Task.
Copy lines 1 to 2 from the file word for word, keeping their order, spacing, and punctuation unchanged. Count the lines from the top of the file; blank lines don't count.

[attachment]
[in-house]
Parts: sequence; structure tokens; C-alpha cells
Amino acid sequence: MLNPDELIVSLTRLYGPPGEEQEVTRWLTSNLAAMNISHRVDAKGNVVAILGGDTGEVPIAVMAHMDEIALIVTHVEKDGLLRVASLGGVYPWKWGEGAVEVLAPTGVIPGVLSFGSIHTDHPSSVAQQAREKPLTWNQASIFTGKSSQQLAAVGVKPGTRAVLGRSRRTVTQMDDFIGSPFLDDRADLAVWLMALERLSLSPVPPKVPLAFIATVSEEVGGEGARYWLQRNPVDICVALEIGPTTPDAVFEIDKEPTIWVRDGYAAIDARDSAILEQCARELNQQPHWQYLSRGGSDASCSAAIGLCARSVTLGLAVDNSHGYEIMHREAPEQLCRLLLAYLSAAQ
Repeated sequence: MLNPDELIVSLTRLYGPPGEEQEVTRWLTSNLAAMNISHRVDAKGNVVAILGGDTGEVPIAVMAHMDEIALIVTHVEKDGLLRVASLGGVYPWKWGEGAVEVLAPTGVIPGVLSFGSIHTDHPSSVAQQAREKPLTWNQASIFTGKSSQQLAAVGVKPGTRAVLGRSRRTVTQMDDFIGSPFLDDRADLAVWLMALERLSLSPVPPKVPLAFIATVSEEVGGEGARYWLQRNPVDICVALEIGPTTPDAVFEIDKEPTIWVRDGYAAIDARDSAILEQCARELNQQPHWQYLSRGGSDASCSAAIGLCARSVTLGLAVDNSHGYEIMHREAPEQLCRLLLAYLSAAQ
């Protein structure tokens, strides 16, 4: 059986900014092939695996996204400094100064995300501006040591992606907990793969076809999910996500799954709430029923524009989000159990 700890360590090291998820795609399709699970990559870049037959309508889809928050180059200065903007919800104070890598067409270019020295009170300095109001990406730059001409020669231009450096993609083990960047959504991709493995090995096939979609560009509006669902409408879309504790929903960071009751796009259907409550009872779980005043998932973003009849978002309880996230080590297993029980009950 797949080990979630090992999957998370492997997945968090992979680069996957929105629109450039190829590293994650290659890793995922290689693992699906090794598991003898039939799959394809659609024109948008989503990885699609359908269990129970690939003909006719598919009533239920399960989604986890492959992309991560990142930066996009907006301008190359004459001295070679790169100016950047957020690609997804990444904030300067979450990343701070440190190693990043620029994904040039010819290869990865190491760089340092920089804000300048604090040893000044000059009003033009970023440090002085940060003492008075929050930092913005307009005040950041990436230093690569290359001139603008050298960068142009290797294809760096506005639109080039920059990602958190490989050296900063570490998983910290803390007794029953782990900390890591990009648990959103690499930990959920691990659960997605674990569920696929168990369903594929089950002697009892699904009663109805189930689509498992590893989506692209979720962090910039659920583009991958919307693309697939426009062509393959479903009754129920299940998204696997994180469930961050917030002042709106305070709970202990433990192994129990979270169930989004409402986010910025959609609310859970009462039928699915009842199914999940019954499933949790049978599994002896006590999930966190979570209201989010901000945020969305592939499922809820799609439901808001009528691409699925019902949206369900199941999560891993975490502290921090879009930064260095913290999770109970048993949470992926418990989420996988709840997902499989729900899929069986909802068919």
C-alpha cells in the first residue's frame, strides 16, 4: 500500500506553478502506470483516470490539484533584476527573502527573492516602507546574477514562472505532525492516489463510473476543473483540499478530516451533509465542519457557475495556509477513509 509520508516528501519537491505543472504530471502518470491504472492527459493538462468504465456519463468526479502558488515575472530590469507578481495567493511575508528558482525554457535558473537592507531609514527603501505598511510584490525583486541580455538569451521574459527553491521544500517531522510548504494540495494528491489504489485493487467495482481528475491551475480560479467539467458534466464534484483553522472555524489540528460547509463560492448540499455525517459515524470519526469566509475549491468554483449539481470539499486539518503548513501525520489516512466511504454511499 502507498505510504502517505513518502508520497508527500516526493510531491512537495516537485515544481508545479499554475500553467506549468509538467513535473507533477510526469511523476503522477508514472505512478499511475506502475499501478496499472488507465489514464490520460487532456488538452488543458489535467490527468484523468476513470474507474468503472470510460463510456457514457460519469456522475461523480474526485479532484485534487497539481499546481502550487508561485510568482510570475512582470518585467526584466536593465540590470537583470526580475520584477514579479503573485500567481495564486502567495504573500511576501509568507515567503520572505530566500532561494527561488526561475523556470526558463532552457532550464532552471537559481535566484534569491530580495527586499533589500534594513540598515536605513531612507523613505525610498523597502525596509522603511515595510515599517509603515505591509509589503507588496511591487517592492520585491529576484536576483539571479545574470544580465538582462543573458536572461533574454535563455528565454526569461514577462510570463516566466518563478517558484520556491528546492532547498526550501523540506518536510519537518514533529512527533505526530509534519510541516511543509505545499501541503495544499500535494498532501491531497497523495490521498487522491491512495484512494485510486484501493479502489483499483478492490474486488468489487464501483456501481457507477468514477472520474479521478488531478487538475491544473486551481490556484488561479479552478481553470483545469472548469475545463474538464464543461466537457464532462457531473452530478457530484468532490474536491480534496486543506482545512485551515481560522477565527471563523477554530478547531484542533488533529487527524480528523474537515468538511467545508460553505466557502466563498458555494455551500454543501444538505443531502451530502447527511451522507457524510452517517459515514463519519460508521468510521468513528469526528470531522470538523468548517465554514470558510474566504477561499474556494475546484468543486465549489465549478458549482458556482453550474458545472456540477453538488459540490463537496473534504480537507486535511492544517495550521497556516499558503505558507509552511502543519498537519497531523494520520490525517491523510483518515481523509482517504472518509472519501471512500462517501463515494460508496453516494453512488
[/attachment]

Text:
[in-house]
Parts: sequence; structure tokens; C-alpha cells